The Universe and Humanity: Origin and Destiny
PTYS 170 B1 - Undergraduate
This course explores the deep relationships that connect the largest structures in the universe to the world of atoms and subatomic particles. Topics include the scientific method and tools of science, proceed to fundamental physical concepts and processes that govern the natural world, and move on to a study of features of the natural world based upon fundamental laws of nature. This knowledge is used to create a broad perspective for understanding the origin and evolution of our Milky Way Galaxy, our Solar System, and their common cosmic heritage.
Chemistry of the Solar System
PTYS 407 - Undergraduate
Abundance, origin, distribution, and behavior of the chemical elements in the Solar System. Emphasis on applications of chemical equilibrium, photochemistry, and mineral phase equilibrium theory.
PTYS 510 - Graduate
This course discusses the chemical processes important for the formation of our solar system and that subsequently acted on the objects within the solar system. It also discusses nuclear processes responsible for synthesis of the elements and alteration of isotopic abundances.
PTYS 488/588 - Undergraduate/Graduate
Molecular astronomy is still a new frontier, with Astrochemistry, the study of molecules in astronomical and planetary environments, at its core. Molecules are present in the interstellar medium and in the solar system in the gas-phase and the solid state. They are studied by many forms of spectroscopy and other analytical techniques. Their spectra span the UV to radio by electronic, vibrational and rotational transitions, each with their uses and limitations. Molecules also play a critical diagnostic role for many astrophysical regions, including evolved stars, planetary nebulae, diffuse clouds, dense clouds, and Giant Molecular Clouds with star formation. Planets and planetary systems, including comets, asteroids, and meteorites, are substantially molecular in nature as well. These planetary materials contain condensed molecular material, and recent advances in laboratory analytical techniques are forcing us to think about the connection between this solid-state chemistry and the gas-phase chemistry that occurs around stars and in clouds. Molecules can be studied with the Steward telescopes, as well as special, new national facilities such as ALMA, available at a wider range of wavelengths and higher angular resolution than ever before. Minerals and condensed organics can be studied with state-of-the-art electron, ion, and X-ray microscopes here at UA as well as regional and national facilities. Competitive use of these facilities requires a working knowledge of how to make and use molecular observations. This course will provide such background. No previous background in chemistry or radio astronomy is required. The course will be tailored to the needs of the students.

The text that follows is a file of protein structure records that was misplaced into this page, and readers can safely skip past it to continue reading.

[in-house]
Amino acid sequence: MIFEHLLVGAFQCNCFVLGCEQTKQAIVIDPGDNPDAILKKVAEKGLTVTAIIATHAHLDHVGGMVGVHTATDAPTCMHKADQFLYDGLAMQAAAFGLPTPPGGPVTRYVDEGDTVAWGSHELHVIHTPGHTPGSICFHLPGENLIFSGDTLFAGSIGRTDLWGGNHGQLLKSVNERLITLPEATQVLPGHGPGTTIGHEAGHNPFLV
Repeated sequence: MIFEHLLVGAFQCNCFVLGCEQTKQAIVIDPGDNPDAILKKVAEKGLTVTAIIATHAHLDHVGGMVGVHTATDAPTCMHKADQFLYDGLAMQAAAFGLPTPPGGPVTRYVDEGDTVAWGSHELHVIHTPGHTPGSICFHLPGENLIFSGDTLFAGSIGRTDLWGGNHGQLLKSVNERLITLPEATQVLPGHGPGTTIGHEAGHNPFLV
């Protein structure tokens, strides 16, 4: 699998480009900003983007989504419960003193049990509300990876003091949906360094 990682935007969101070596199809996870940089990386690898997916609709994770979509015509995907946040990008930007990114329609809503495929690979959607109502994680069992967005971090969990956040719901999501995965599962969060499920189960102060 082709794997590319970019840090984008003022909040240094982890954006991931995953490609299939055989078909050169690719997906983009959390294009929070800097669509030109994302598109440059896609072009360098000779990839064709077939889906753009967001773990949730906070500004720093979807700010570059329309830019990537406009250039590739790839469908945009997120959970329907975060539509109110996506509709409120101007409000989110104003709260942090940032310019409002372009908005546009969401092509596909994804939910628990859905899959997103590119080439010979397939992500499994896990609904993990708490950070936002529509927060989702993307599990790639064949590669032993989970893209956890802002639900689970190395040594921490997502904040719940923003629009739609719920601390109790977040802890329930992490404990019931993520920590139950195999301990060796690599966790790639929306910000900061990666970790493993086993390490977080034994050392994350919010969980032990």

Nanoscale analysis of planetary materials using transmission electron microscopy
PTYS 595B - Graduate
This course discusses the theory and practice of transmission electron microscopy as applied to samples that make up the planetary-materials suite. Among the topics to be covered include electron scattering and diffraction, image formation, energy-dispersive X-ray spectroscopy and electron energy-loss spectroscopy. Weekly lectures will be accompanied by a laboratory practical session on meteoritic and other planetary materials. Emphasis will be placed on quantitative analysis of material structure and composition as well as the identification of unknown materials.